The very picturesque Box Hill is famous for its fascinating panoramic views of the south. Leopold Salomons gave the original 230 acres of Box Hill to the National Trust, and he had a viewpoint structure, Salomons Memorial, built to commemorate his gift.
The views are really impressive. One thing I found interesting was that although it looks like very typical English countryside, you can still hear all the cars, and motorbikes from the surrounding motorway.
The little river around Box Hill is called the River Mole, maybe named after the burrowing animal, as some stretches flow underground during dry periods.
Towering above the river you can spot the The Whites. It’s a chalk cliff that – believe it or not – was carved by the tranquil River Mole.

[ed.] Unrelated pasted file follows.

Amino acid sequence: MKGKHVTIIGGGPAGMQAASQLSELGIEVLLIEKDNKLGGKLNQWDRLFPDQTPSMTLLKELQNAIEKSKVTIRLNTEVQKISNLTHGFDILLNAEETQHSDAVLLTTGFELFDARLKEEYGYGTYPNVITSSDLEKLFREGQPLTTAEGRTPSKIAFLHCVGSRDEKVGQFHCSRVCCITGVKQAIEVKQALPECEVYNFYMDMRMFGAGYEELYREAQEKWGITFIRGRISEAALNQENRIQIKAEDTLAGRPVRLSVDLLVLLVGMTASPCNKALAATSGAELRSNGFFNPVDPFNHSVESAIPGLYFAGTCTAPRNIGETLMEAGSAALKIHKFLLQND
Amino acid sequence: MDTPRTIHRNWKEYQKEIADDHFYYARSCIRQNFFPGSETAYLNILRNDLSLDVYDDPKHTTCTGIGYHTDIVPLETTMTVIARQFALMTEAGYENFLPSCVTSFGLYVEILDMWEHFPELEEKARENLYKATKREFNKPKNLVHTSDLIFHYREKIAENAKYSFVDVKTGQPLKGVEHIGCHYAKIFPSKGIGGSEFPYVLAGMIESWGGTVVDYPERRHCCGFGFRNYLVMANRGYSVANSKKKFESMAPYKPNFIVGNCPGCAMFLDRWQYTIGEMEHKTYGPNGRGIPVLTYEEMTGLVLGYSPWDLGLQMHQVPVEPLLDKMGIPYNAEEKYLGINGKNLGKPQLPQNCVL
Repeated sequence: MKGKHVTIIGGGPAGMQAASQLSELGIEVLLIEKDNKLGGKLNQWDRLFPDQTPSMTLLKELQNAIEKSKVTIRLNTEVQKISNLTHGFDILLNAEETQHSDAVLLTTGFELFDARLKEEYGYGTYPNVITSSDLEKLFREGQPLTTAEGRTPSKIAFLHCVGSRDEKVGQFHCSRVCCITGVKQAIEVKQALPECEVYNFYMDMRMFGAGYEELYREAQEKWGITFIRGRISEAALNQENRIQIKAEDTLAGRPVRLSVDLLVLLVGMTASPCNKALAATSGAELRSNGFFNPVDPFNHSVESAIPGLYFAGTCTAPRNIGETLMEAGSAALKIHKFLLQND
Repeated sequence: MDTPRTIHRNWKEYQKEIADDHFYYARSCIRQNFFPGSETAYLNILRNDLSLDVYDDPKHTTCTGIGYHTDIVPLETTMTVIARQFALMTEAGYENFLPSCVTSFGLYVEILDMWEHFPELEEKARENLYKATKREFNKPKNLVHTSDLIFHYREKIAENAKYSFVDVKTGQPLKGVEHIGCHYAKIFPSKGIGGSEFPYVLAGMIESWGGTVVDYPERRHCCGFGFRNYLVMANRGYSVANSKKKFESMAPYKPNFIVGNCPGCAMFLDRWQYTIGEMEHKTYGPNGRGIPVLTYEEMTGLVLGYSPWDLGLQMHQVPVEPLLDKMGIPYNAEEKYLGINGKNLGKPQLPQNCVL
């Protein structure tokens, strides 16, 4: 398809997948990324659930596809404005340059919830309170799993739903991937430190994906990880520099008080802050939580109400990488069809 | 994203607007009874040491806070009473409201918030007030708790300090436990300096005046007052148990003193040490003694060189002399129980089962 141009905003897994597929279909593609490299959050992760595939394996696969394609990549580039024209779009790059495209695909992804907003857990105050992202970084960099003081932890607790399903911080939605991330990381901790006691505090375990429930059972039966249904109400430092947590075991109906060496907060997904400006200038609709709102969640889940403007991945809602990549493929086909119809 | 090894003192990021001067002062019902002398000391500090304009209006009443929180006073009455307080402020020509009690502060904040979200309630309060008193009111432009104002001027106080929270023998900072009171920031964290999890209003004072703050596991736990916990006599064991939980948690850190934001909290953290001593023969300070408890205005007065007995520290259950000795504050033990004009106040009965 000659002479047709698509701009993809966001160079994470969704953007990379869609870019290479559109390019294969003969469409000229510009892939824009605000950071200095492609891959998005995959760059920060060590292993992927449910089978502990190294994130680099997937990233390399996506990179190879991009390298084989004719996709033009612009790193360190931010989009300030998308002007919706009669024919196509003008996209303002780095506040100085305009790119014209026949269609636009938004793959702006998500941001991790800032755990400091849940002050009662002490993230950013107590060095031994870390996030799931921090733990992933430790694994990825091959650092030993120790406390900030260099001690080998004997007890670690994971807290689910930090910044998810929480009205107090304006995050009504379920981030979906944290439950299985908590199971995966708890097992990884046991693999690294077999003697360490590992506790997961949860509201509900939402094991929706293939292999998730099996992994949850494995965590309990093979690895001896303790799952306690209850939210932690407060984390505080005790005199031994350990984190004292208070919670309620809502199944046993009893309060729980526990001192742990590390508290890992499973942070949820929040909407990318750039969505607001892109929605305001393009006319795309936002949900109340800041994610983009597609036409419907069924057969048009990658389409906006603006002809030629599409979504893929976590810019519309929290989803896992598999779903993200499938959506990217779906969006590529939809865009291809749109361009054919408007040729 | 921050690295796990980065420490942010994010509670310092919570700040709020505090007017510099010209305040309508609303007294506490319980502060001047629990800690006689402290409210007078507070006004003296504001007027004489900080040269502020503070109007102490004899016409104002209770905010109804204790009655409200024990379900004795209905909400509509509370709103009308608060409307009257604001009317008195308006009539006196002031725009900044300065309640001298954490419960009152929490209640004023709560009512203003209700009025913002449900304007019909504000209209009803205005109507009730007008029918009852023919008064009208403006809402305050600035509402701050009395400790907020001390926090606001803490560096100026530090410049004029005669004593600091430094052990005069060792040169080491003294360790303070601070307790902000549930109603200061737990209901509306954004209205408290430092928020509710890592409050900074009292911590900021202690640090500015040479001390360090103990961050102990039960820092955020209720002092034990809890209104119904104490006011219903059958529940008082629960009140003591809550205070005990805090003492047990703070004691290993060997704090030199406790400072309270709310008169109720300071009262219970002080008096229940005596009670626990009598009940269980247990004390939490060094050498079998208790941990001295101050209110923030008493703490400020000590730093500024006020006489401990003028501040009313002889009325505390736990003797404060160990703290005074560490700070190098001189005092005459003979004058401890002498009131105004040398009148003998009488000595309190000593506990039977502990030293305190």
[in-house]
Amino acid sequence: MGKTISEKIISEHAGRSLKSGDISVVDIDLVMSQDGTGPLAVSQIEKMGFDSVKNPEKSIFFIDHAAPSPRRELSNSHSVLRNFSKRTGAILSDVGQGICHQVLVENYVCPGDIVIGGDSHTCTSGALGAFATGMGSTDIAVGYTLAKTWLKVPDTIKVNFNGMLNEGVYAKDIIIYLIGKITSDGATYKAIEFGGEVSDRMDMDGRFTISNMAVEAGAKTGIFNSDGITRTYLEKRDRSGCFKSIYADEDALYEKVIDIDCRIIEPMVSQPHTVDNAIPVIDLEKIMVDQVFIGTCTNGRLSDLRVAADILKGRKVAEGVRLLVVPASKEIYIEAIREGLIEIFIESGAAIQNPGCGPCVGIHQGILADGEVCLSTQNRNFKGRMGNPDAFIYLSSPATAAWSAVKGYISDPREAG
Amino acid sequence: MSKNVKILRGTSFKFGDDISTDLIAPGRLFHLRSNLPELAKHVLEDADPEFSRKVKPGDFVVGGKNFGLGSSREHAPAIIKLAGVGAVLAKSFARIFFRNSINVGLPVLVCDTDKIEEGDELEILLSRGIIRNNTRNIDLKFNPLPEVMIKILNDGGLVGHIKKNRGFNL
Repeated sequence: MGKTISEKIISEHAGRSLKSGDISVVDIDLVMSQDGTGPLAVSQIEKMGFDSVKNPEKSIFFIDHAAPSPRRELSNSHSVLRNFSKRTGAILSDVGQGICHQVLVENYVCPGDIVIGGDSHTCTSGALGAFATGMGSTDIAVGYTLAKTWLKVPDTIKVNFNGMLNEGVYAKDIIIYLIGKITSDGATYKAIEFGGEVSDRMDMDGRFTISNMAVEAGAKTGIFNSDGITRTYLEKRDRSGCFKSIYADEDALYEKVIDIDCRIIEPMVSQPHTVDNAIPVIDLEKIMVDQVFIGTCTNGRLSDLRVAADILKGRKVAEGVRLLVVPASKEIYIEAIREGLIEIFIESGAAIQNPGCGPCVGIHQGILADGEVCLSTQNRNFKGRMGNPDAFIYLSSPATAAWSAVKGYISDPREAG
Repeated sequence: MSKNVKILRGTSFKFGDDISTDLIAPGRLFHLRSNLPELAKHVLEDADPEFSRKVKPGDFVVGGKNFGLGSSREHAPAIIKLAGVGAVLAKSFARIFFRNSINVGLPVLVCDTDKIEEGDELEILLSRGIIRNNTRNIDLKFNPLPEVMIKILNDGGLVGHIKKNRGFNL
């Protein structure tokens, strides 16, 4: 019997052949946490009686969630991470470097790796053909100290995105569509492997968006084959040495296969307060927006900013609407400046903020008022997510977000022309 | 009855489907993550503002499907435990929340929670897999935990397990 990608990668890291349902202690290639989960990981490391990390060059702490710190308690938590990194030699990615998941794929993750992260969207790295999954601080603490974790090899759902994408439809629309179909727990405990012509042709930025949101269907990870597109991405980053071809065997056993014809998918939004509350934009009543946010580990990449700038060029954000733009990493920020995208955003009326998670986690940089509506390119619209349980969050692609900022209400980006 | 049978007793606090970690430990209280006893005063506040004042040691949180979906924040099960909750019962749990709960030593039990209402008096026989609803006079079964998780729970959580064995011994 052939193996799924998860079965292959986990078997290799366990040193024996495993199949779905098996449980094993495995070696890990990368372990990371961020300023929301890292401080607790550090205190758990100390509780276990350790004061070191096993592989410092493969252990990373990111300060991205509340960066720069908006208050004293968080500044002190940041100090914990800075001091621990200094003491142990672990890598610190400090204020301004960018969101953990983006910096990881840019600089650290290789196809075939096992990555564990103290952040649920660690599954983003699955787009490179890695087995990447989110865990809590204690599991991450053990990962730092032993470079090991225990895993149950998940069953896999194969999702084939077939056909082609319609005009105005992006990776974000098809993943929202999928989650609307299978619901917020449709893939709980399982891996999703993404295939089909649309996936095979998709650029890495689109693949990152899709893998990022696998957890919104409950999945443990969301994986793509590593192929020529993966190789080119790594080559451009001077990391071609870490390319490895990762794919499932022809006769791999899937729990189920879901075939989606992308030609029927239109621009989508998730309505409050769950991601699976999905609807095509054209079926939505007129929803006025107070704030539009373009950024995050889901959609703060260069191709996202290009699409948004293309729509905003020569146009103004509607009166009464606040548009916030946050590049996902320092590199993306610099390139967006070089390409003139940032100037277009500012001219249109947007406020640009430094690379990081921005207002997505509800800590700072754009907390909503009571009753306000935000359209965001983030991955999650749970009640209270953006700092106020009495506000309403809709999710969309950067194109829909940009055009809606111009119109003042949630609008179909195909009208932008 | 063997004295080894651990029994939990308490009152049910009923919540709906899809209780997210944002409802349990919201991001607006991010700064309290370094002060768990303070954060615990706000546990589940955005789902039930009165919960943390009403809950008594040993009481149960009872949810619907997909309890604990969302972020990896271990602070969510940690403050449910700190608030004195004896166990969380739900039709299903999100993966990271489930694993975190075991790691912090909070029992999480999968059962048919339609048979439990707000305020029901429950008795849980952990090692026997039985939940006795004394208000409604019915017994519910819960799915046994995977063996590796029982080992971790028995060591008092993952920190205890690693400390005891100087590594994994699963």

There are many trails that you can follow around Box Hill. I chose to do the Stepping Stones Walk, which takes you over a pretty but quite scary stepping stone crossing. I thought I was going to fall in the river at one point: that wouldn’t be very pretty if had to go back home covered in mud!
The Yew trees are fascinating, and have been around here for about a 1000 years. They cast such a very dense shade that few plants can survive below then, and this is certainly the case in winter.
This walk on the wild side can be done in a single day from London. Only few miles south from London, you can end up in the middle of the countryside.